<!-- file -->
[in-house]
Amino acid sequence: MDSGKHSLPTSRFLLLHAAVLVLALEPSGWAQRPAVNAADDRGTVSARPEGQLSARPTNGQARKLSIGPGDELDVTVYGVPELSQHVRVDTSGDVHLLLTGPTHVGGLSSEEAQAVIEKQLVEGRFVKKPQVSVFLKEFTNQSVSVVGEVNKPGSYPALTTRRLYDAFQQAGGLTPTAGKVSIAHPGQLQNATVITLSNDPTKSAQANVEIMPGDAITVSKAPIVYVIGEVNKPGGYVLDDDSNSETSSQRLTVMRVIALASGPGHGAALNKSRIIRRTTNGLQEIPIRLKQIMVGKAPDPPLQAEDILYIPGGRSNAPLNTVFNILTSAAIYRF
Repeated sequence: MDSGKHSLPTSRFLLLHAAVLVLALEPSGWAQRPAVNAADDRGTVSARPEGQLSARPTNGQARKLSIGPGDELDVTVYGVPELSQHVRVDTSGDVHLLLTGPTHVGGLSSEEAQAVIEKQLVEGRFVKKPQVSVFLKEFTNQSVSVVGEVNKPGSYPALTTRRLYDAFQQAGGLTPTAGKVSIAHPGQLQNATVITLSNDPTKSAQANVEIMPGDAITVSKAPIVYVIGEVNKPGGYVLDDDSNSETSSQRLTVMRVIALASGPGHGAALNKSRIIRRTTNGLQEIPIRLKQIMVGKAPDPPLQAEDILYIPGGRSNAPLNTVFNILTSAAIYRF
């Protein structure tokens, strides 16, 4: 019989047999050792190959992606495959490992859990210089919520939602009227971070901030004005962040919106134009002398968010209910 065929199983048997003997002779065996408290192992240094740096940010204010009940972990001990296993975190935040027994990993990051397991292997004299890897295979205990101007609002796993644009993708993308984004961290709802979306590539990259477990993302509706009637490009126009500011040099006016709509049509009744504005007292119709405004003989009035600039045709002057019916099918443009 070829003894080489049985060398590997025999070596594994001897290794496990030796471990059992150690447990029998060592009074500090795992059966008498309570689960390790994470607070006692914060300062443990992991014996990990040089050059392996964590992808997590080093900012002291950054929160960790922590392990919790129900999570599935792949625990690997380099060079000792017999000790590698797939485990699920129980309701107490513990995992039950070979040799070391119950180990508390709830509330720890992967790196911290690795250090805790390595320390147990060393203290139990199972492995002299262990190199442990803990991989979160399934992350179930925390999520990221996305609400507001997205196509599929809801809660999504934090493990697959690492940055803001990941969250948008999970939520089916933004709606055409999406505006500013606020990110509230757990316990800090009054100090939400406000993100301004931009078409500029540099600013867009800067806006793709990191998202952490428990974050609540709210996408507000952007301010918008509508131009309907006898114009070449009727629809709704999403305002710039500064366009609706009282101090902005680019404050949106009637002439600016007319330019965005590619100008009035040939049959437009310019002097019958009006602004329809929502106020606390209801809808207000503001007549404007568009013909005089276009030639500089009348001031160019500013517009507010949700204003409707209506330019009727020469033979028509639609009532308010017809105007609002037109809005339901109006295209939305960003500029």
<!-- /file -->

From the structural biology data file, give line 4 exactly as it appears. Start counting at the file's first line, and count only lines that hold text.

């Protein structure tokens, strides 16, 4: 019989047999050792190959992606495959490992859990210089919520939602009227971070901030004005962040919106134009002398968010209910 065929199983048997003997002779065996408290192992240094740096940010204010009940972990001990296993975190935040027994990993990051397991292997004299890897295979205990101007609002796993644009993708993308984004961290709802979306590539990259477990993302509706009637490009126009500011040099006016709509049509009744504005007292119709405004003989009035600039045709002057019916099918443009 070829003894080489049985060398590997025999070596594994001897290794496990030796471990059992150690447990029998060592009074500090795992059966008498309570689960390790994470607070006692914060300062443990992991014996990990040089050059392996964590992808997590080093900012002291950054929160960790922590392990919790129900999570599935792949625990690997380099060079000792017999000790590698797939485990699920129980309701107490513990995992039950070979040799070391119950180990508390709830509330720890992967790196911290690795250090805790390595320390147990060393203290139990199972492995002299262990190199442990803990991989979160399934992350179930925390999520990221996305609400507001997205196509599929809801809660999504934090493990697959690492940055803001990941969250948008999970939520089916933004709606055409999406505006500013606020990110509230757990316990800090009054100090939400406000993100301004931009078409500029540099600013867009800067806006793709990191998202952490428990974050609540709210996408507000952007301010918008509508131009309907006898114009070449009727629809709704999403305002710039500064366009609706009282101090902005680019404050949106009637002439600016007319330019965005590619100008009035040939049959437009310019002097019958009006602004329809929502106020606390209801809808207000503001007549404007568009013909005089276009030639500089009348001031160019500013517009507010949700204003409707209506330019009727020469033979028509639609009532308010017809105007609002037109809005339901109006295209939305960003500029």